Corona Discharge

Corona Discharge

Corona Discharge - Enhancing adhesion capabilities

A corona discharge is the plasma curtain that is created when air around a conductor gets ionized.  Corona discharges are usually a glowing purple veil that is used to alter the adhesion properties of surfaces. They are created by applying a high voltage to small electrode tips. When a surface undergoes corona treatment, it passes under a  corona discharge. This causes  surface activation of the material by bombarding it with plasma ions. Surfaces that go through corona adhesion treatments enhance their adhesion capabilities.  Corona discharges are also used to reduce drag on a flat surfaces, sanitize pool water, remove unwanted volatile organics including pesticides and chemical agents from the air.

The Properties of Corona Discharges

The bluish-purple glow that  corona discharges produce is a side effect of electrons recombining with positive ions to reform neutral atoms. When atoms reform they release a photon of light. These photons ionize more atoms maintaining the corona discharge. Corona discharges are a non-thermal, non-equilibrium product. They are created through an electric arc and this process does not release enough energy to heat the plasma.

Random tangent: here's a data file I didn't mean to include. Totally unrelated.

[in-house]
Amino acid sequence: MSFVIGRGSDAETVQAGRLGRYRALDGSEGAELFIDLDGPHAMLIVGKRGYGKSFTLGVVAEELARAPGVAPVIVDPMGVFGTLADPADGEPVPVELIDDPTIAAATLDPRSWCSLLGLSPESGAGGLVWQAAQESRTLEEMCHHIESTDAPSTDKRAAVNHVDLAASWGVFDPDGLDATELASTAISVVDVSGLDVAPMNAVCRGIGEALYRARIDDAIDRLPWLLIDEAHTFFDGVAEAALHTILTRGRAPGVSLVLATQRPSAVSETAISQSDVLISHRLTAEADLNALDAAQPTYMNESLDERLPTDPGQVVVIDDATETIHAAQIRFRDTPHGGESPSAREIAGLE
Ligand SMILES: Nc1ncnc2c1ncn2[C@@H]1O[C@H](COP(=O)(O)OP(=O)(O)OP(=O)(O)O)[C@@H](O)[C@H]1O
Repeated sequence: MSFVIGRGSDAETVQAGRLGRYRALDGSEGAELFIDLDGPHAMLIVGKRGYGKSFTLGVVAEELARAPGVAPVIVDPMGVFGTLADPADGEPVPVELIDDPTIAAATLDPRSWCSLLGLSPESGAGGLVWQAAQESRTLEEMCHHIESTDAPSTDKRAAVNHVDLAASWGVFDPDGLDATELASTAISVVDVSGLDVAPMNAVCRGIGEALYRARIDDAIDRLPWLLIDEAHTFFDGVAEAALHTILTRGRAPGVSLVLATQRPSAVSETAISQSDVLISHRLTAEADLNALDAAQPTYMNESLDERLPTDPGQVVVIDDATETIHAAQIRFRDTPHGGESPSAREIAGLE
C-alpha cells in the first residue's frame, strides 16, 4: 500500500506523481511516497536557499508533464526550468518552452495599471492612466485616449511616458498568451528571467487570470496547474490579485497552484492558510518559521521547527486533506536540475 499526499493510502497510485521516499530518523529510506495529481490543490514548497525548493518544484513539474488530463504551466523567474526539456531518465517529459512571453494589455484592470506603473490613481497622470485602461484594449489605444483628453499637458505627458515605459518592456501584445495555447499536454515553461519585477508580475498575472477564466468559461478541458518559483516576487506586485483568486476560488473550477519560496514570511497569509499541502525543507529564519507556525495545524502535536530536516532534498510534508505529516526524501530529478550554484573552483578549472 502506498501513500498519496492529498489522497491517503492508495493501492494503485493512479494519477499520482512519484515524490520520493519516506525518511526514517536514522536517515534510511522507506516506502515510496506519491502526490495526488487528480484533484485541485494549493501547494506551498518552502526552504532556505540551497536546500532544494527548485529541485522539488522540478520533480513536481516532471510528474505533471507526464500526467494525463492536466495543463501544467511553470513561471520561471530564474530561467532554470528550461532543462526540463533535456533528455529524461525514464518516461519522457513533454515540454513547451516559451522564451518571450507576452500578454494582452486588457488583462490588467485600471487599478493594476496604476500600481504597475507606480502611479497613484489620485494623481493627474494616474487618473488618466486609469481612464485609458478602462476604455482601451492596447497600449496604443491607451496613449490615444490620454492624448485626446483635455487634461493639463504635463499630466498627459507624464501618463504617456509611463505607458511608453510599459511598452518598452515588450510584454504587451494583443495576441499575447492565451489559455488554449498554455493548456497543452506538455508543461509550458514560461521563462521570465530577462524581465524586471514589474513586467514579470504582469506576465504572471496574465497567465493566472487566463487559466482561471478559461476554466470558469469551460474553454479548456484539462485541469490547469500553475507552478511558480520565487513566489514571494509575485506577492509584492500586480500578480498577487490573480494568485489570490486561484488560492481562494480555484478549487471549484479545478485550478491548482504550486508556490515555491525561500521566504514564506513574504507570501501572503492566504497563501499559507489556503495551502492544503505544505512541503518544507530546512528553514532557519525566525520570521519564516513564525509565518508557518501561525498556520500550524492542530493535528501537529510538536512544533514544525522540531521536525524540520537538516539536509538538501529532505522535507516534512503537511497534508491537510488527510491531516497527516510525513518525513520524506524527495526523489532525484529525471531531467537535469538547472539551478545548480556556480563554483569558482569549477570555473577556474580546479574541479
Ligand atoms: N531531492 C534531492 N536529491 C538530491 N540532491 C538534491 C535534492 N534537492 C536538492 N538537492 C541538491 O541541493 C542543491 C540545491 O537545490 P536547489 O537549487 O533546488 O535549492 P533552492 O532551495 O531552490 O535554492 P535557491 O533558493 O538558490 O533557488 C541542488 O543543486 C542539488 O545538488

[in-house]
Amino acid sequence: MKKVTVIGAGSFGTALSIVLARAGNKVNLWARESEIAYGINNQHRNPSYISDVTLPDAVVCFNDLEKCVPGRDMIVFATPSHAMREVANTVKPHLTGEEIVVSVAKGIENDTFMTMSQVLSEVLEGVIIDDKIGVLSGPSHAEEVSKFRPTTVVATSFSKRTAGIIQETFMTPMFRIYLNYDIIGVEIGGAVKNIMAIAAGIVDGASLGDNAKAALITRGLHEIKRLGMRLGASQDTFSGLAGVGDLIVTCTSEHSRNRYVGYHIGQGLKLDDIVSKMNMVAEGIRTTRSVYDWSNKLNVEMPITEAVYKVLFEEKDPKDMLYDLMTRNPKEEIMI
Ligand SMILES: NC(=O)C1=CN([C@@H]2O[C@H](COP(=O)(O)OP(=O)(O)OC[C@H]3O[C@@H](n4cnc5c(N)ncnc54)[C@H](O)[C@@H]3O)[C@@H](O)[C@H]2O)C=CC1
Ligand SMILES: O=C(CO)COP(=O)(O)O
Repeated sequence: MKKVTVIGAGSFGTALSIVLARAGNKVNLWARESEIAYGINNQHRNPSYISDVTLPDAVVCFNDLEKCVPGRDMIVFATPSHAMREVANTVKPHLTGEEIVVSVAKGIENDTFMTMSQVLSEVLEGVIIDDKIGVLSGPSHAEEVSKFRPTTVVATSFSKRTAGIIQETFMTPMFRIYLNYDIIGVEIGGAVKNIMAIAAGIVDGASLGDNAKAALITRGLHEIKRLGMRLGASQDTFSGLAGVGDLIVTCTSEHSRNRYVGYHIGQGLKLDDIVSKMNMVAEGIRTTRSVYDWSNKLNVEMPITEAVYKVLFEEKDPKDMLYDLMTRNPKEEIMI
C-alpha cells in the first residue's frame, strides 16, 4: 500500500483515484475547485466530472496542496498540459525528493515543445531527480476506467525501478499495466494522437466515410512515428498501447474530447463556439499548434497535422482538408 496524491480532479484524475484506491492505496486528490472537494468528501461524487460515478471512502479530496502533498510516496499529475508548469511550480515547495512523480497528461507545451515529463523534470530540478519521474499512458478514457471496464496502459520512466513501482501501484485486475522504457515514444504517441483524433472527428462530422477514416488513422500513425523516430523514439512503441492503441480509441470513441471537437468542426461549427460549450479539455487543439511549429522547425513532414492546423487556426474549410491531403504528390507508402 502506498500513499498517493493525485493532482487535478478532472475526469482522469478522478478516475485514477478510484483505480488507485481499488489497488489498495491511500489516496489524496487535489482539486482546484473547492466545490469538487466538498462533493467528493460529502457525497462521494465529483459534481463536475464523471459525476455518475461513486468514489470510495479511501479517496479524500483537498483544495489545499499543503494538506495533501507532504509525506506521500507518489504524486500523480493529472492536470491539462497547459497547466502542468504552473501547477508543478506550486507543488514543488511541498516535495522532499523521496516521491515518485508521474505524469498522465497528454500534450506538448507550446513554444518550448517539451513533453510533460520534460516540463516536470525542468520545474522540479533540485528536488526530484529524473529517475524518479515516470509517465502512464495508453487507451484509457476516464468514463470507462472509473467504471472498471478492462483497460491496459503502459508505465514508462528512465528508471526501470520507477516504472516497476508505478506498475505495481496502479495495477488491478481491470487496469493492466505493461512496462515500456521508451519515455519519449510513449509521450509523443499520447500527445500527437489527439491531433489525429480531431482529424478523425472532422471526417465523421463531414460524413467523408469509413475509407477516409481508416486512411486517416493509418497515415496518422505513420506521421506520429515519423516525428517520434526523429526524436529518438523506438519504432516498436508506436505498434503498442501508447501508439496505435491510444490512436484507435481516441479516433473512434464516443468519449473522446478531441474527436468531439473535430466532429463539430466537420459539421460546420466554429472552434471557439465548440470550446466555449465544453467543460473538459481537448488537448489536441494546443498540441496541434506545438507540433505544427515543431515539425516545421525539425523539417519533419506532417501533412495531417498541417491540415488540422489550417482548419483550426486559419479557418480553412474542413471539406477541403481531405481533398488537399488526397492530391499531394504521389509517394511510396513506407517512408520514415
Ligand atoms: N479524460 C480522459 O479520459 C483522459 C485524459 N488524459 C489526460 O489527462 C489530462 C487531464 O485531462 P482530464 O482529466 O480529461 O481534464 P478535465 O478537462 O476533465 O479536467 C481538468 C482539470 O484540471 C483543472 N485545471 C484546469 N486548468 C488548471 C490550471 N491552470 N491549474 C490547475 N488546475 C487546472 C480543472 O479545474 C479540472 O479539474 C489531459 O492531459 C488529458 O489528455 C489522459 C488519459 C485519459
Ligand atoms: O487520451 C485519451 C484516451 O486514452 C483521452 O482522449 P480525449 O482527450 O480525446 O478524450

Corona discharges come in two forms: positive and negative. This is determined by the polarity of the electrode used to produce the corona. Positive and negative coronas are similar but there are some key differentiations. Positive corona discharges have a much lower free electron density, than negative coronas. However, the electrons in a positive corona discharge are concentrated and contain more energy. Negative  corona discharges appear larger than positive ones. This is due to the free electrons being more spread out and more abundant.

To learn more about the use of plasma in manufacturing, please read our eBook titled "Manufacturer’s Surface Activation Guide for Improved Adhesion."


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